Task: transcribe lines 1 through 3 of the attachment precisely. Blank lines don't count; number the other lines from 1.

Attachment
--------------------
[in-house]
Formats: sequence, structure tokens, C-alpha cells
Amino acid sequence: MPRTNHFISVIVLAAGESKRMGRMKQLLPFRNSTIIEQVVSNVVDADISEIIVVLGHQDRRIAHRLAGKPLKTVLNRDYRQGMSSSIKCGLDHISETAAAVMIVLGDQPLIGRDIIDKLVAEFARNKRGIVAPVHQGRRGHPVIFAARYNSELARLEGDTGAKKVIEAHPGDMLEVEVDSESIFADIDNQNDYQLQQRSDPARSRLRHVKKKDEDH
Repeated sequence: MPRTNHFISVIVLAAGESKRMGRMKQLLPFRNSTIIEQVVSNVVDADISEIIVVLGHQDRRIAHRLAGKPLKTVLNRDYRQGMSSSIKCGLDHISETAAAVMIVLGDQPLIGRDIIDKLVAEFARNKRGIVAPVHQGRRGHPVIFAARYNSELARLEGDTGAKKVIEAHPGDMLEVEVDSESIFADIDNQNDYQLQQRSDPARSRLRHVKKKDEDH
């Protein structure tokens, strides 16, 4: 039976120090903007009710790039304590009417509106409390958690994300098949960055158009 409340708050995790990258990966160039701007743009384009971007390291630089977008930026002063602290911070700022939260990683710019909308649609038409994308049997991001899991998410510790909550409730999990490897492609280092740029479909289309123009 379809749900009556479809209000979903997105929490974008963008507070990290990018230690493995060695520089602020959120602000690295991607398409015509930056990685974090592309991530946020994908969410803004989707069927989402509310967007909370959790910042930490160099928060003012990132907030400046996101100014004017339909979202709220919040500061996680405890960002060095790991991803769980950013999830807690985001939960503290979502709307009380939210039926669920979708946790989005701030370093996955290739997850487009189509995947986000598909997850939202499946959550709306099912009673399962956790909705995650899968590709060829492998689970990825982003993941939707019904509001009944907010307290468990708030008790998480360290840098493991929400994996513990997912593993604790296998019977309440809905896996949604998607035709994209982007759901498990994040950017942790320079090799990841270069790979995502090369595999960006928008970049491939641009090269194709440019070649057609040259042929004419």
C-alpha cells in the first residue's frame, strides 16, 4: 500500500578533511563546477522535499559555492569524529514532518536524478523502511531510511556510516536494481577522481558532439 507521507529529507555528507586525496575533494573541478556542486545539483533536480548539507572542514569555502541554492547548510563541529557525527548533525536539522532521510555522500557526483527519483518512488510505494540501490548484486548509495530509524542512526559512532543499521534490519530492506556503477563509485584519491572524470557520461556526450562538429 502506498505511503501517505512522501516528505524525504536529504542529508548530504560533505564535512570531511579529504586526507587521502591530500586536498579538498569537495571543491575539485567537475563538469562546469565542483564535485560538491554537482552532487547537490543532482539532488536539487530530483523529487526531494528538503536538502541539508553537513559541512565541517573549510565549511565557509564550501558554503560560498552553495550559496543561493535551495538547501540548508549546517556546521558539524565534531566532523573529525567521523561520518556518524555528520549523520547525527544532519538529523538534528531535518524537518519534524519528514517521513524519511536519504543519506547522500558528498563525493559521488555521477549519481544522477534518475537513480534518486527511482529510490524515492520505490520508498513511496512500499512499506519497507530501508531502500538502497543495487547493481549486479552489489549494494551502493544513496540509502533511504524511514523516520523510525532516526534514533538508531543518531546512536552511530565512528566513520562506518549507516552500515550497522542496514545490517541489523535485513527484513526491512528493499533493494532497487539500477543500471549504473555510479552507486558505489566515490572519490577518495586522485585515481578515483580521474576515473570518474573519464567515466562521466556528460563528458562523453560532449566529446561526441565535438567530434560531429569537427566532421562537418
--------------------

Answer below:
[in-house]
Formats: sequence, structure tokens, C-alpha cells
Amino acid sequence: MPRTNHFISVIVLAAGESKRMGRMKQLLPFRNSTIIEQVVSNVVDADISEIIVVLGHQDRRIAHRLAGKPLKTVLNRDYRQGMSSSIKCGLDHISETAAAVMIVLGDQPLIGRDIIDKLVAEFARNKRGIVAPVHQGRRGHPVIFAARYNSELARLEGDTGAKKVIEAHPGDMLEVEVDSESIFADIDNQNDYQLQQRSDPARSRLRHVKKKDEDH